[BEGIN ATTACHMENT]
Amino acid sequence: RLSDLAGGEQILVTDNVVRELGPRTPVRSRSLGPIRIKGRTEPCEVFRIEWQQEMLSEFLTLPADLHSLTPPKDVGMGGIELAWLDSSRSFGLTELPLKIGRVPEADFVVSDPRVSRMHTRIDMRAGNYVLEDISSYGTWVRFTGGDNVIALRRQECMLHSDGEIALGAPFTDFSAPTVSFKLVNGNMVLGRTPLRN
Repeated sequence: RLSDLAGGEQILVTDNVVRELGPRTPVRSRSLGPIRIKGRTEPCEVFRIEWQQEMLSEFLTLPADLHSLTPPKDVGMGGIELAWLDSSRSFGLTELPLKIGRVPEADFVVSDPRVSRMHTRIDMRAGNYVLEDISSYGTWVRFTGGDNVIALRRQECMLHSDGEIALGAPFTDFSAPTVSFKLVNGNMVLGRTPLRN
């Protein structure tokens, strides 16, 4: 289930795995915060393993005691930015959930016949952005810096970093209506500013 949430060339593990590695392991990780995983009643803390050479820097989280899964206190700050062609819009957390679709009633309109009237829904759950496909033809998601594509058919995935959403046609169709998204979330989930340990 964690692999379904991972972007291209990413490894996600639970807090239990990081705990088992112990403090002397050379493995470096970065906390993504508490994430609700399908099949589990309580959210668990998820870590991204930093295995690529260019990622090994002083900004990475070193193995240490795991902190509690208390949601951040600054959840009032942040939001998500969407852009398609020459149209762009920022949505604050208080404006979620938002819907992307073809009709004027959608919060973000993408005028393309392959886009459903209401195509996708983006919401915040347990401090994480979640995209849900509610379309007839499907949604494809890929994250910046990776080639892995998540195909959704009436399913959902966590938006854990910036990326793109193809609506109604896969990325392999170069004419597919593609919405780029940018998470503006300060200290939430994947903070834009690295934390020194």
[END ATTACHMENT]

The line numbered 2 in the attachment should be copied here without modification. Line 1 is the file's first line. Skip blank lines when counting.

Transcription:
Repeated sequence: RLSDLAGGEQILVTDNVVRELGPRTPVRSRSLGPIRIKGRTEPCEVFRIEWQQEMLSEFLTLPADLHSLTPPKDVGMGGIELAWLDSSRSFGLTELPLKIGRVPEADFVVSDPRVSRMHTRIDMRAGNYVLEDISSYGTWVRFTGGDNVIALRRQECMLHSDGEIALGAPFTDFSAPTVSFKLVNGNMVLGRTPLRN